In an era when news of complex and important issues is all too often reported in 15-second television news stories and articles offering little nuance and even less analysis, the work of serious journalists - both their formidable triumphs like Watergate and their distressing disasters - reinforce for us all why the First Amendment so forcefully spells out our rights of free speech and a free press.
At the core of the First Amendment is the belief that discussion, debate and dissection of public affairs should be - in the words of Supreme Court Justice William Brennan - "uninhibited, robust and wide-open, and that it may well include vehement, caustic and sometimes unpleasantly sharp attacks on government and public officials."
With that in mind, Brennan in the landmark First Amendment case of the New York Times vs. Sullivan wrote that it was as important for citizens to critically examine their government "as it is the official's duty to administer."
As a result of all that debate and all the information available in a democratic society, the theory goes, good ideas will prevail over bad ones in the marketplace of ideas, and the people will benefit.
The new autobiography of Ben Bradlee, legendary editor of the Washington Post during the era when it became one of America's best newspapers, provides ample evidence that the theory works.
On one level, Mr. Bradlee's book, "A Good Life: Newspapering and Other Adventures" (Simon and Schuster. 514 pages. $27.50), is a compelling and colorful story about the life and times of a journalist whose career converged with many of the great stories of his generation.
On another, perhaps more subtle, level, the Post's great stories - and how the newspaper pursued them, overcame obstacles to get them, decided to publish them and how they affected the nation - provide for readers of this very entertaining and illuminating autobiography important insights into the inextricable relationship between the government and the press.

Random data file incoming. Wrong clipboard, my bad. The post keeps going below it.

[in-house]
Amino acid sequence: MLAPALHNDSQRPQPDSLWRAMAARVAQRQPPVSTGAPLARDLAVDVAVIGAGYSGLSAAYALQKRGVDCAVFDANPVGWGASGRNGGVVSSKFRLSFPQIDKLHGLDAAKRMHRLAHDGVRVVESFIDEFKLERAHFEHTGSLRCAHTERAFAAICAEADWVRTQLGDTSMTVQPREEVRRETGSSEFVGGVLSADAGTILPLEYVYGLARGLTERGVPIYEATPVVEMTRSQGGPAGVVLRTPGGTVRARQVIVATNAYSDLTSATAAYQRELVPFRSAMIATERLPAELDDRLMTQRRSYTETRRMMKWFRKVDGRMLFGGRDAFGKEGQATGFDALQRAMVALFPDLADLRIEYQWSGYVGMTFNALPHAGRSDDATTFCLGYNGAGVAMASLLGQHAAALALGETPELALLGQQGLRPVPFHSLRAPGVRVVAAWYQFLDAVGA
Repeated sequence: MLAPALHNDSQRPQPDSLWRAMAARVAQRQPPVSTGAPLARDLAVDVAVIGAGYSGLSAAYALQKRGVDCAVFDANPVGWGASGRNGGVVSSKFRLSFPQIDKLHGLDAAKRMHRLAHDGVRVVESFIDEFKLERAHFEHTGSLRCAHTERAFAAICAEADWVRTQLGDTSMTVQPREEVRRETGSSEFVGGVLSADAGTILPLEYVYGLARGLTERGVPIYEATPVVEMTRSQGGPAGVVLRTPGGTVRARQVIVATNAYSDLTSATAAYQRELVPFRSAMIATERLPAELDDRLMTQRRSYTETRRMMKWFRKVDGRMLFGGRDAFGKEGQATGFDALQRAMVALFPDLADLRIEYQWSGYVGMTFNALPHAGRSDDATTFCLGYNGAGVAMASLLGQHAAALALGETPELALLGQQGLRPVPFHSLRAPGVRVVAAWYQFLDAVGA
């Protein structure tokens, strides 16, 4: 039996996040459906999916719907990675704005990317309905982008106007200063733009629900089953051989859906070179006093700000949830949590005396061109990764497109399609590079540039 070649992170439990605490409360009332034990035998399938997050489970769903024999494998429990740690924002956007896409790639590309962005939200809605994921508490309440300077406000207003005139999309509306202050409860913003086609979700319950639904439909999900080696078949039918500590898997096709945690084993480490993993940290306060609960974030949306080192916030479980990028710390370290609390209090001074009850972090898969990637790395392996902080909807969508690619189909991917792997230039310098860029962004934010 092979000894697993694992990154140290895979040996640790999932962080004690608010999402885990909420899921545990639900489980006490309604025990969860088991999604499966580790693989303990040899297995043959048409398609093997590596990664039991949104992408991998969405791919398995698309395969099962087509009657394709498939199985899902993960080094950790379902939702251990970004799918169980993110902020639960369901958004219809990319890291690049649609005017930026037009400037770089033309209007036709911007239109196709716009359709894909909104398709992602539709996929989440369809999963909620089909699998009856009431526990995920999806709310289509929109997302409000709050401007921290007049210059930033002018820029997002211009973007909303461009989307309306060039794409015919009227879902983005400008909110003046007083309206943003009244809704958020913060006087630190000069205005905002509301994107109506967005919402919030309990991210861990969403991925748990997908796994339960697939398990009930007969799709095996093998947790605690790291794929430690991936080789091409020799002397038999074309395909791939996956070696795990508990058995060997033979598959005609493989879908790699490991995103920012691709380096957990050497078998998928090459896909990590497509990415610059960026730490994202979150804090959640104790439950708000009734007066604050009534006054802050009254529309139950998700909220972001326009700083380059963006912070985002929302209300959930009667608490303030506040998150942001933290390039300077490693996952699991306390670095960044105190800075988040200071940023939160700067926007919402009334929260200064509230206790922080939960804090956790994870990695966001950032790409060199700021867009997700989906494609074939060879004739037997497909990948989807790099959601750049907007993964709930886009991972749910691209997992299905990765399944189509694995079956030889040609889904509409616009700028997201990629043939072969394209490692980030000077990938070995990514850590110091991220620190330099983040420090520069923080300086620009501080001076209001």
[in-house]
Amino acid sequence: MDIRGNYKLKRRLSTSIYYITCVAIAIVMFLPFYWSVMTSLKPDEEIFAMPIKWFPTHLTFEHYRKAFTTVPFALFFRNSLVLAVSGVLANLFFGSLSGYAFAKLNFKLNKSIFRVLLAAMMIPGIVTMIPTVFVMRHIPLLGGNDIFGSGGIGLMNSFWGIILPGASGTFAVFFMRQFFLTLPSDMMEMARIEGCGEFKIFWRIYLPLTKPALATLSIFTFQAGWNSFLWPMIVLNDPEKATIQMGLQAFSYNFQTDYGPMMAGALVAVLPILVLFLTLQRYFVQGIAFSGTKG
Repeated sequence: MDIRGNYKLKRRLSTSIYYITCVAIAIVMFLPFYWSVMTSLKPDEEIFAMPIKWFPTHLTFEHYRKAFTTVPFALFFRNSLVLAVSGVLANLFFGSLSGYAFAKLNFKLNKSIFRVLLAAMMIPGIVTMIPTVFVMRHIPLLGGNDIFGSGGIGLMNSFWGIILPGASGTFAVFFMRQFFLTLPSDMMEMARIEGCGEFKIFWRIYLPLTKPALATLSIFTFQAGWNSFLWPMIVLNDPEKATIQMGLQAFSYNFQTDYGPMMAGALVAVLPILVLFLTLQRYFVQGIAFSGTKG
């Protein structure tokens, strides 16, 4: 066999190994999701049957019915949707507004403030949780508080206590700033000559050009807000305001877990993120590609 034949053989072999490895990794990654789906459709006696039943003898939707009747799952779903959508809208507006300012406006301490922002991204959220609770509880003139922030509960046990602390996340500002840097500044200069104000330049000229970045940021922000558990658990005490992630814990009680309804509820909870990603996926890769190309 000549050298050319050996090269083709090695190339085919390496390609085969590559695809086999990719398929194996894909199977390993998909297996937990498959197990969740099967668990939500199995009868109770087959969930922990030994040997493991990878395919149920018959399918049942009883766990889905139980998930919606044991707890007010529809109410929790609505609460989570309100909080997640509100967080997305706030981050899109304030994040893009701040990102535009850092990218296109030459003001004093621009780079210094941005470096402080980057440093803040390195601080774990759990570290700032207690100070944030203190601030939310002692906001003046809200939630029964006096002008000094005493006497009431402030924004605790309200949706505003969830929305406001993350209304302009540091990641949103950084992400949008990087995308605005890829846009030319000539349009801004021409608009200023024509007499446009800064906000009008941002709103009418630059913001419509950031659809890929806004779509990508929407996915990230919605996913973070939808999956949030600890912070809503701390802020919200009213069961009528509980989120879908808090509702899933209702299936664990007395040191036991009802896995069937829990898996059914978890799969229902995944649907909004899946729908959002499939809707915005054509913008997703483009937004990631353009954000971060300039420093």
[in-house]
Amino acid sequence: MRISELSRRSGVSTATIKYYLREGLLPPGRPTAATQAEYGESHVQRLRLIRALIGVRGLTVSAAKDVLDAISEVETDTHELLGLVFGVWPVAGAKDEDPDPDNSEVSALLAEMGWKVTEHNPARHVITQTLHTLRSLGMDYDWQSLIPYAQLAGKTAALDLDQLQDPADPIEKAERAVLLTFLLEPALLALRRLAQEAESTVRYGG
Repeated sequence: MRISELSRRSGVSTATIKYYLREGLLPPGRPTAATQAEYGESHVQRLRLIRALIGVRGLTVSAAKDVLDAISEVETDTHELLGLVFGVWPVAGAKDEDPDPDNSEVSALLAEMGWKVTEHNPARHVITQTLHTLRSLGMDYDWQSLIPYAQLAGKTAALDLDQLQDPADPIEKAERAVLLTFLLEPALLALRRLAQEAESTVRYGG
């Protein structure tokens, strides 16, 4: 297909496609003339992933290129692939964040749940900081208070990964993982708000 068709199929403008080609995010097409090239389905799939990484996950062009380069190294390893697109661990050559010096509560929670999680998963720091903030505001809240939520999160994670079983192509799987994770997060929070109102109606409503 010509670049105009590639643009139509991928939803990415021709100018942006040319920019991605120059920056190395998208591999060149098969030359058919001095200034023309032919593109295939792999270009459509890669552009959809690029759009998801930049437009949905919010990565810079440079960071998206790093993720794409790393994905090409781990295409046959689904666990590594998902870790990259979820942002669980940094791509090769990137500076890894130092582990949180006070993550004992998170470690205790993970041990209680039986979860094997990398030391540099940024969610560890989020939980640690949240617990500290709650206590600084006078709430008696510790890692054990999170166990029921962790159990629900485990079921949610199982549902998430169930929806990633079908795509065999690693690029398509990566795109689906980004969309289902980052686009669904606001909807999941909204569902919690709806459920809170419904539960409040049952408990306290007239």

Launching his career at the New Hampshire Sunday News in February 1946, Mr. Bradlee got his training as a reporter in an era when journalists generally trusted the public officials they covered. Often, in his early years as a reporter, access to the men who made the news was far more important than analytical prowess or skill at uncovering the differences between a politician's campaign promises and his performance in office.
As a young staffer at Newsweek, Mr. Bradlee helped expose corruption in the Eisenhower administration. In October 1956, he covered the Israeli invasion of Egypt.
The following year, he bought a home in Georgetown, just a few months before John F. Kennedy moved onto his block. And he covered the White House for Newsweek when Kennedy, his friend and neighbor, became president. Then, in March 1965, Katharine Graham, the publisher of the Washington Post, called him for lunch at the F Street Club, where she suggested that her newspaper might benefit by an infusion of new blood. Their talk led to a job offer, and Mr. Bradlee joined the Post that summer.
Thus began a remarkable new era at the Post. Over the next 26 years, Mr. Bradlee would invigorate and inspire a newsroom that broke some of the most distinguished and some of the most controversial stories of his times.
So how does Mr. Bradlee's life story relate to all this democratic theory? Both the stories Mr. Bradlee wrote and the ones he edited at the Post permeate the 499 pages of "A Good Life," and although Mr. Bradlee is no philosopher, his work at the Post demonstrates why courageous editors who understand democratic principles are an essential ingredient in a healthy democracy.
In many ways, the Vietnam War era, when enterprising and skeptical reporters began to discern the differences between official U. S. reports and battlefield facts, was a watershed in the relationship of the press and the government. For the Washington Post and Ben Bradlee, who in June 1971 was completing his sixth year as executive editor, Vietnam was an equally important turning point.
On Sunday, June 13, the New York Times began publishing stories based on a secret, 7,000-page study of the Vietnam War, commissioned by the government; by Tuesday, the U.S. Justice Department obtained a court order prohibiting the Times from any further publication of stories based on the study, known as "The Pentagon Papers."
The next day, the Post's national editor Ben Bagdikian had 4,000 pages of the study in hand, and the Post's editors began preparing a story for the Thursday paper. As Mr. Bradlee writes, "With The Times silenced by the Federal Court in New York, we decided almost immediately we would publish a story the next morning. . . ." Of course, Mr. Bradlee's decision was not final: Attorneys for the newspaper, business executives and, most importantly, Publisher Graham would all have to be consulted.